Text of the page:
Majority of vitamin A came from the participants’ diets

The team also found that the majority of vitamin A came from the participants’ diets, particularly from fruits and vegetables, rather than from animal-based foods or vitamin supplements. Plant-based sources of vitamin A include not only sweet potatoes and carrots, but leafy green vegetables and fruits like apricots and cantaloupe. Milk, some types of fish and liver are rich sources of animal-based vitamin A.

Caution against too much vitamin A

Cho cautioned that too much vitamin A, particularly from supplements and animal sources, can lead to nausea, liver toxicity, increased risk of osteoporosis and hip fracture, and even birth defects. Side effects from high levels of plant-based vitamin A are minimal, she added.

The researchers also found that eating high levels of other plant-based pigments similar to vitamin A — such as lycopene, commonly found in tomatoes and watermelon — was associated with decreased risk of skin cancer.

Because the analysis was based on studies surveying a large number of people about the foods they ate and observing whether or not they got skin cancer, rather than a randomized clinical trial, it cannot establish cause and effect. It’s possible that another factor may have led to the differences — such as the fact that people who consumed more vitamin A also tended to drink less alcohol.

As a next step

As a next step, Cho would like to conduct a clinical trial to see if vitamin A supplements can prevent squamous cell carcinoma. However, she added, conducting a dietary clinical trial is quite challenging on a technical level, as is ensuring that participants actually stick to the diet.

“If a clinical trial cannot be done, then a large-scale prospective study like this is the best alternative for studying diet,” Cho said.

Other authors on the paper from Brown University include Dr. Jongwoo Kim, now at Inje University Sanggye-Paik Hospital in South Korea; Min Kyung Park; Wen-Qing Li and Dr. Abrar Qureshi.

The research was supported by the National Institutes of Health (grant numbers CA186107, CA87969, CA167552 and CA198216) as well as a research career development award from the Dermatology Foundation.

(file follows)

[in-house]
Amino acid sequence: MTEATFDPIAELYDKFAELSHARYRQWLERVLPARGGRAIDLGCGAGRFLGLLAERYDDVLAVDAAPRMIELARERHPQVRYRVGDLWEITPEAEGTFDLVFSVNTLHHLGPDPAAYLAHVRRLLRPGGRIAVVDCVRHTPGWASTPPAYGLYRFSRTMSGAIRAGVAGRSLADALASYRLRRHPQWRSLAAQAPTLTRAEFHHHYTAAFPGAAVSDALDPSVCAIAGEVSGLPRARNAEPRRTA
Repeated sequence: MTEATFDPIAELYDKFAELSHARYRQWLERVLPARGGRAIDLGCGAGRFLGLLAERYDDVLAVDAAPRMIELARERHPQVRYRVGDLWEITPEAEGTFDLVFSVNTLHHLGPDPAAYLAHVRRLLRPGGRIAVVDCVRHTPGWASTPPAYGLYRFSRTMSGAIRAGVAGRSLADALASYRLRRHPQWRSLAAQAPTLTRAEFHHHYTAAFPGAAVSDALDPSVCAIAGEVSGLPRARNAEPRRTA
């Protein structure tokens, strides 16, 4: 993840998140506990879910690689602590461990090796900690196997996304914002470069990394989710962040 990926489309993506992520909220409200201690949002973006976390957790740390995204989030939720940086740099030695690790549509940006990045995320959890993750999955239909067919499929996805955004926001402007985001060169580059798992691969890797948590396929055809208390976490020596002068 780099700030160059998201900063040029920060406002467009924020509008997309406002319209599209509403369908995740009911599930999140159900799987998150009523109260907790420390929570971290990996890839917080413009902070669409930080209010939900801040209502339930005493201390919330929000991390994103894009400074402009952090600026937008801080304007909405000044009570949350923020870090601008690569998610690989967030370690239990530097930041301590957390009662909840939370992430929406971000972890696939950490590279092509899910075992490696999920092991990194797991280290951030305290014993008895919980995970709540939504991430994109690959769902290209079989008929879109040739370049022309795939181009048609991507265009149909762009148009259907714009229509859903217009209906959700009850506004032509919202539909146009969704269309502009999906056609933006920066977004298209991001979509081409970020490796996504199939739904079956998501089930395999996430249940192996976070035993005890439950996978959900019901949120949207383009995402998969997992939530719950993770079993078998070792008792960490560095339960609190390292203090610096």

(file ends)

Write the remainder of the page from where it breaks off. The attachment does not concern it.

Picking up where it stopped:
Source:

  1. Kim J, Park MK, Li W, Qureshi AA, Cho E. Association of Vitamin A Intake With Cutaneous Squamous Cell Carcinoma Risk in the United States. JAMA Dermatol. Published online July 31, 2019. doi:10.1001/jamadermatol.2019.1937, https://jamanetwork.com/journals/jamadermatology/article-abstract/2739070

Node Smith, ND, is a naturopathic physician in Humboldt, Saskatchewan and associate editor and continuing education director for NDNR. His mission is serving relationships that support the process of transformation, and that ultimately lead to healthier people, businesses and communities. His primary therapeutic tools include counselling, homeopathy, diet and the use of cold water combined with exercise. Node considers health to be a reflection of the relationships a person or a business has with themselves, with God and with those around them. In order to cure disease and to heal, these relationships must be specifically considered. Node has worked intimately with many groups and organizations within the naturopathic profession, and helped found the non-profit, Association for Naturopathic Revitalization (ANR), which works to promote and facilitate experiential education in vitalism.

Node Smith graduated from the National University of Natural Medicine (NUNM) in 2017, and is currently licensed as a naturopathic physician in Oregon and working towards becoming licensed in Saskatchewan, Canada as well.